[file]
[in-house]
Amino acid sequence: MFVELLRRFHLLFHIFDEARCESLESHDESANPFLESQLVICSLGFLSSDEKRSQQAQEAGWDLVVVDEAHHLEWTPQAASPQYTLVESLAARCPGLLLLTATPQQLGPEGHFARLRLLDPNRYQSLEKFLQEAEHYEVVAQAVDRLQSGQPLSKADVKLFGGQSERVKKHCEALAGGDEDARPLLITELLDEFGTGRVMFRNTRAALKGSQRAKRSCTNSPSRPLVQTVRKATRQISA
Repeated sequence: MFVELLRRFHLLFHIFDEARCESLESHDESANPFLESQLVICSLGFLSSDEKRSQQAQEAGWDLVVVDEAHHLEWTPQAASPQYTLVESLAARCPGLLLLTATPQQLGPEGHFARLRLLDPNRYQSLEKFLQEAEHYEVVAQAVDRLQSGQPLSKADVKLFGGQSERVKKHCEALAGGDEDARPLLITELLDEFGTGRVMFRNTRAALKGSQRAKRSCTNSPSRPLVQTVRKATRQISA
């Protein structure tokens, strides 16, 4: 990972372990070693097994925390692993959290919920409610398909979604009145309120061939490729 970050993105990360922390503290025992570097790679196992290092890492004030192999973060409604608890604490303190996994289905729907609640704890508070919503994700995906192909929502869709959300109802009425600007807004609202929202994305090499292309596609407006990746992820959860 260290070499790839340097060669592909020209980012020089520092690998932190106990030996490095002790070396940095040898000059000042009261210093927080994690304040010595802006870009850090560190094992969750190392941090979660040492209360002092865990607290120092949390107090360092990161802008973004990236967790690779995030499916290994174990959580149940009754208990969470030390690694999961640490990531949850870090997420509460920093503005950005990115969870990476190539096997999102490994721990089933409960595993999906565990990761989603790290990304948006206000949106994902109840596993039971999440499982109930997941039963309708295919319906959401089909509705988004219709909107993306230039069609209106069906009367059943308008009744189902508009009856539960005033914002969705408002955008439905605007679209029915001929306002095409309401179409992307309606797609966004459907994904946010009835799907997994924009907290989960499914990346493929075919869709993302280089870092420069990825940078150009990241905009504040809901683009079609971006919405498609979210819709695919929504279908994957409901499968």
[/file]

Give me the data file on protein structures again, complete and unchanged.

[in-house]
Amino acid sequence: MFVELLRRFHLLFHIFDEARCESLESHDESANPFLESQLVICSLGFLSSDEKRSQQAQEAGWDLVVVDEAHHLEWTPQAASPQYTLVESLAARCPGLLLLTATPQQLGPEGHFARLRLLDPNRYQSLEKFLQEAEHYEVVAQAVDRLQSGQPLSKADVKLFGGQSERVKKHCEALAGGDEDARPLLITELLDEFGTGRVMFRNTRAALKGSQRAKRSCTNSPSRPLVQTVRKATRQISA
Repeated sequence: MFVELLRRFHLLFHIFDEARCESLESHDESANPFLESQLVICSLGFLSSDEKRSQQAQEAGWDLVVVDEAHHLEWTPQAASPQYTLVESLAARCPGLLLLTATPQQLGPEGHFARLRLLDPNRYQSLEKFLQEAEHYEVVAQAVDRLQSGQPLSKADVKLFGGQSERVKKHCEALAGGDEDARPLLITELLDEFGTGRVMFRNTRAALKGSQRAKRSCTNSPSRPLVQTVRKATRQISA
């Protein structure tokens, strides 16, 4: 990972372990070693097994925390692993959290919920409610398909979604009145309120061939490729 970050993105990360922390503290025992570097790679196992290092890492004030192999973060409604608890604490303190996994289905729907609640704890508070919503994700995906192909929502869709959300109802009425600007807004609202929202994305090499292309596609407006990746992820959860 260290070499790839340097060669592909020209980012020089520092690998932190106990030996490095002790070396940095040898000059000042009261210093927080994690304040010595802006870009850090560190094992969750190392941090979660040492209360002092865990607290120092949390107090360092990161802008973004990236967790690779995030499916290994174990959580149940009754208990969470030390690694999961640490990531949850870090997420509460920093503005950005990115969870990476190539096997999102490994721990089933409960595993999906565990990761989603790290990304948006206000949106994902109840596993039971999440499982109930997941039963309708295919319906959401089909509705988004219709909107993306230039069609209106069906009367059943308008009744189902508009009856539960005033914002969705408002955008439905605007679209029915001929306002095409309401179409992307309606797609966004459907994904946010009835799907997994924009907290989960499914990346493929075919869709993302280089870092420069990825940078150009990241905009504040809901683009079609971006919405498609979210819709695919929504279908994957409901499968």